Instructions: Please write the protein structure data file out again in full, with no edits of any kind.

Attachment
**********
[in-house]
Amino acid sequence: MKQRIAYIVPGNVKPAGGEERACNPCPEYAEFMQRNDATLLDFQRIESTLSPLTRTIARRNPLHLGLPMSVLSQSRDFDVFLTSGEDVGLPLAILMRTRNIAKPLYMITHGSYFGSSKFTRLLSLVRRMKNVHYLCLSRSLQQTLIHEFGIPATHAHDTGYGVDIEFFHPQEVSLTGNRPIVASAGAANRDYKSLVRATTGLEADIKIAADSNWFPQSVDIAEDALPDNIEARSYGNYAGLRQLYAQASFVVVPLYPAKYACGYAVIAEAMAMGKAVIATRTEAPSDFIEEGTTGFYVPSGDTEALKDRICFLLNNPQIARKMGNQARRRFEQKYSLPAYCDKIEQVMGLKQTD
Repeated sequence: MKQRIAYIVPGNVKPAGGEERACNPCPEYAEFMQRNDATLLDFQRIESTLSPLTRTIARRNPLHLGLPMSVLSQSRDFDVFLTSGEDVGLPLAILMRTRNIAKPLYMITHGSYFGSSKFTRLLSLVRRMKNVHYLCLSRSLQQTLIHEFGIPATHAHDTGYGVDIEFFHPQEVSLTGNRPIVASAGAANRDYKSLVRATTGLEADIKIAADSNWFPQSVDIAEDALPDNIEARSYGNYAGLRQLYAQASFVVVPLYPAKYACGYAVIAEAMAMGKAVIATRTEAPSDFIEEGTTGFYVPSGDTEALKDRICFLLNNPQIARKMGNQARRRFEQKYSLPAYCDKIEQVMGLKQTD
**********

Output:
[in-house]
Amino acid sequence: MKQRIAYIVPGNVKPAGGEERACNPCPEYAEFMQRNDATLLDFQRIESTLSPLTRTIARRNPLHLGLPMSVLSQSRDFDVFLTSGEDVGLPLAILMRTRNIAKPLYMITHGSYFGSSKFTRLLSLVRRMKNVHYLCLSRSLQQTLIHEFGIPATHAHDTGYGVDIEFFHPQEVSLTGNRPIVASAGAANRDYKSLVRATTGLEADIKIAADSNWFPQSVDIAEDALPDNIEARSYGNYAGLRQLYAQASFVVVPLYPAKYACGYAVIAEAMAMGKAVIATRTEAPSDFIEEGTTGFYVPSGDTEALKDRICFLLNNPQIARKMGNQARRRFEQKYSLPAYCDKIEQVMGLKQTD
Repeated sequence: MKQRIAYIVPGNVKPAGGEERACNPCPEYAEFMQRNDATLLDFQRIESTLSPLTRTIARRNPLHLGLPMSVLSQSRDFDVFLTSGEDVGLPLAILMRTRNIAKPLYMITHGSYFGSSKFTRLLSLVRRMKNVHYLCLSRSLQQTLIHEFGIPATHAHDTGYGVDIEFFHPQEVSLTGNRPIVASAGAANRDYKSLVRATTGLEADIKIAADSNWFPQSVDIAEDALPDNIEARSYGNYAGLRQLYAQASFVVVPLYPAKYACGYAVIAEAMAMGKAVIATRTEAPSDFIEEGTTGFYVPSGDTEALKDRICFLLNNPQIARKMGNQARRRFEQKYSLPAYCDKIEQVMGLKQTD